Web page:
Arab commentators in the Gulf have warned in recent years about this Iranian push.
For example, economic analyst Muhammad Abduh al-Absi said in an interview to that Iran has long been trying to take over the sea lanes surrounding the Arab world.
It commands the Strait of Hormuz in the Persian Gulf (through which five million barrels of oil pass daily) and now is trying to seize the Bab el-Mandeb Strait (through which three million barrels of oil pass daily), which forms a key conduit of trade for all the states along the Red Sea.
This conflict, which has already gone on for over 10 years, stems from feelings of political, economic, and social discrimination among the Zaidi Shia residents of Yemen’s north.
The Houthis constitute about 30 percent of Yemen’s population, which totals over 25 million people.
The Zaidi Shia are considered one of the moderate Shia schools, closer from a legal standpoint to the Shafi’i school of the Sunna.
At the same time, since the Islamic Revolution in Iran and all the more so in recent years with growing Iranian subversive activity in Yemen, the Zaidi Shia have been increasingly exposed to the ideological influence and political agenda of the regime in Iran, leading to a change in the usually moderate attitudes of the Zaidi Shia.
Yemen’s geostrategic location at the entrance to the Red Sea and across from the Horn of Africa, along with the inherent weakness of the central regime, has made it an attractive target for subversion by external power centers, both political and nonpolitical.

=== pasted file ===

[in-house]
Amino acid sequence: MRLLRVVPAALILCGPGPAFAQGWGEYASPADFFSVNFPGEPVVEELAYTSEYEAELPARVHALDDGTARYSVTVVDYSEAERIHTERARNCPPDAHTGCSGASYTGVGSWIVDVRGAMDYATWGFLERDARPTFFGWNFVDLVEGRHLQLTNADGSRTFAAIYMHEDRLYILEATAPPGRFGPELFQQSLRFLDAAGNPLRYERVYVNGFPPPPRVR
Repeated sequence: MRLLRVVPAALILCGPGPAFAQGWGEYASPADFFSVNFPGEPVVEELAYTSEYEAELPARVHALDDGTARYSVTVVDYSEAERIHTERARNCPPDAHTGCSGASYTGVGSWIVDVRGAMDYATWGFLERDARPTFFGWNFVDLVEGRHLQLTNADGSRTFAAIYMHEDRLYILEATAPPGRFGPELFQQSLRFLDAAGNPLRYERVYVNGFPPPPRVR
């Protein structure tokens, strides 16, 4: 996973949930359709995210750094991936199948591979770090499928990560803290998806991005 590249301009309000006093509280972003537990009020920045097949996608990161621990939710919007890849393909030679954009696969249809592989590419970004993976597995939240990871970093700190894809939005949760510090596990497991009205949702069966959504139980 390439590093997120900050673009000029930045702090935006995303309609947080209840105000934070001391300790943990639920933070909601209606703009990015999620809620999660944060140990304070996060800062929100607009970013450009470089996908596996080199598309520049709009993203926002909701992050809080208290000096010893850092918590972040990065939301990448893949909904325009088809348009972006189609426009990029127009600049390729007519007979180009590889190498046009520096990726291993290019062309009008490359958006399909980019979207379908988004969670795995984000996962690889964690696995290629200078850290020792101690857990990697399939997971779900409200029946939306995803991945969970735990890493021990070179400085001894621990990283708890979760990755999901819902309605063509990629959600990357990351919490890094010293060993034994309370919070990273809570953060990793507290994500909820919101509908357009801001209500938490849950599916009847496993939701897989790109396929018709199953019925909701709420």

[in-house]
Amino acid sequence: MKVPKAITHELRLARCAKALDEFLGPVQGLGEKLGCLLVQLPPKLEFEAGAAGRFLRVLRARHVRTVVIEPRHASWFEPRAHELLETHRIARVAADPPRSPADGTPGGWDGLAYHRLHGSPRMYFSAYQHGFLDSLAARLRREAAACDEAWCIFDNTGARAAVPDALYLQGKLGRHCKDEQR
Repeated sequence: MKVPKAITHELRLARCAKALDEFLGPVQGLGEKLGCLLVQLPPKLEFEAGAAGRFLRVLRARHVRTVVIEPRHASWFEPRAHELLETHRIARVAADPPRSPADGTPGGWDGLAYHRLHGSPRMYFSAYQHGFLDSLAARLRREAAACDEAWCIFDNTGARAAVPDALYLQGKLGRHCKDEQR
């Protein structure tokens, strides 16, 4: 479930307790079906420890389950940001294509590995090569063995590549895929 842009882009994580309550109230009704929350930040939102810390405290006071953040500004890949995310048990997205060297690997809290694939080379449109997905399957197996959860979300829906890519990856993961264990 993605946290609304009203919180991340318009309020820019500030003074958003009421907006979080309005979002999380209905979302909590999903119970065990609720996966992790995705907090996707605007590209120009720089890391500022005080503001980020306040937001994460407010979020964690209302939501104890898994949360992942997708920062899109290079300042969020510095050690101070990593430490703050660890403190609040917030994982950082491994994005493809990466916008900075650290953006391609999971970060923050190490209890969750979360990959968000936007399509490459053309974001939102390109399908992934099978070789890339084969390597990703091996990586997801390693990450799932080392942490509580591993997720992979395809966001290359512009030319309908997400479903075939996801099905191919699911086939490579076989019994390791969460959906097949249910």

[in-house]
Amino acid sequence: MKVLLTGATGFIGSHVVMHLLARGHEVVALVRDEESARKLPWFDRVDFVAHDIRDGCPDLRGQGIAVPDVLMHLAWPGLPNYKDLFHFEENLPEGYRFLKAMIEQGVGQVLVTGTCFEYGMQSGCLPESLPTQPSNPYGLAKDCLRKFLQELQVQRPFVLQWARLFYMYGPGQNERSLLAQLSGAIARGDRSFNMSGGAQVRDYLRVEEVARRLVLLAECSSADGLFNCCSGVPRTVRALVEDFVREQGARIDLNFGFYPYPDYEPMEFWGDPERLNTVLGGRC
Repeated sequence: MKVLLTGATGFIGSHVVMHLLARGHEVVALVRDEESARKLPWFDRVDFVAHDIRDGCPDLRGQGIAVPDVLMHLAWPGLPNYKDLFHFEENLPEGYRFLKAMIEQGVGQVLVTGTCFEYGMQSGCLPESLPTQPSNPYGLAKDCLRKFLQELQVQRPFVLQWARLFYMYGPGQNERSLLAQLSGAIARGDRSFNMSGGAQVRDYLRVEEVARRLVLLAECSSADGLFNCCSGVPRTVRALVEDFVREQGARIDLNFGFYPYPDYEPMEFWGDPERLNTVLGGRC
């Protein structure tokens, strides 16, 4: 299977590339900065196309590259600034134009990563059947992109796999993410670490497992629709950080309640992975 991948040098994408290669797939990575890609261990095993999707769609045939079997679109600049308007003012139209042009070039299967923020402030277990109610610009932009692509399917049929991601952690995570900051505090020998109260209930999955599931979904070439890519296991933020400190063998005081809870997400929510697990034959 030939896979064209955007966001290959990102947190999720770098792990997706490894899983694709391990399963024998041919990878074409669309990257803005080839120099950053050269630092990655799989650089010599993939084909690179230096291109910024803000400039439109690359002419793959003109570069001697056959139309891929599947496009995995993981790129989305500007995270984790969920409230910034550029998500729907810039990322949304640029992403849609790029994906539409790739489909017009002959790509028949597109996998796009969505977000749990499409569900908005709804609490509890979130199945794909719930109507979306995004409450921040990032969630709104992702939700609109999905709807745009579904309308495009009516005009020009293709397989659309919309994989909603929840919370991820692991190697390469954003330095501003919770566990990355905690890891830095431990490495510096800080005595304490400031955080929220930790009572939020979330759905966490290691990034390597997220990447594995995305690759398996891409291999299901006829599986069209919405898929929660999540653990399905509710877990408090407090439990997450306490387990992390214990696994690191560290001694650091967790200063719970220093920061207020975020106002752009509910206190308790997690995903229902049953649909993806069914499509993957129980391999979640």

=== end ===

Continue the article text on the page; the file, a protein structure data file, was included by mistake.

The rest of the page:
That pertains particularly to Iran and Saudi Arabia, with Al Qaeda as another disruptive element.
(Houthi’s military wing) were able to exploit the weakness of Yemen’s central government, which is also engaged in a struggle with the Sunni Al Qaeda and with tribal and separatist elements in the southern part of the country.
Ansar Allah took over on September 21 the capital city of Sana’a and the Al-Hudaydah port (150 kilometers southwest of Sana’a) on the Red Sea, Yemen’s second most important port after Aden almost without resistance by the security forces and the Yemeni army.
The Houthi forces’ entry into the capital was accompanied by calls of “Death to America” and “Death to the Jews,” imprecations heard frequently from the Iranian regime.
Battles are also being waged in Yemen between Ansar Allah and , which is affiliated with Al Qaeda in the Arab Peninsula (AQAP) and has had difficulty coming to terms with the recent Shia successes in Yemen.
The Houthi Shia rebels, having conquered Sana’a and Al-Hudaydah, are now concentrating their efforts on a further conquest of the Bab al-Mandeb Strait.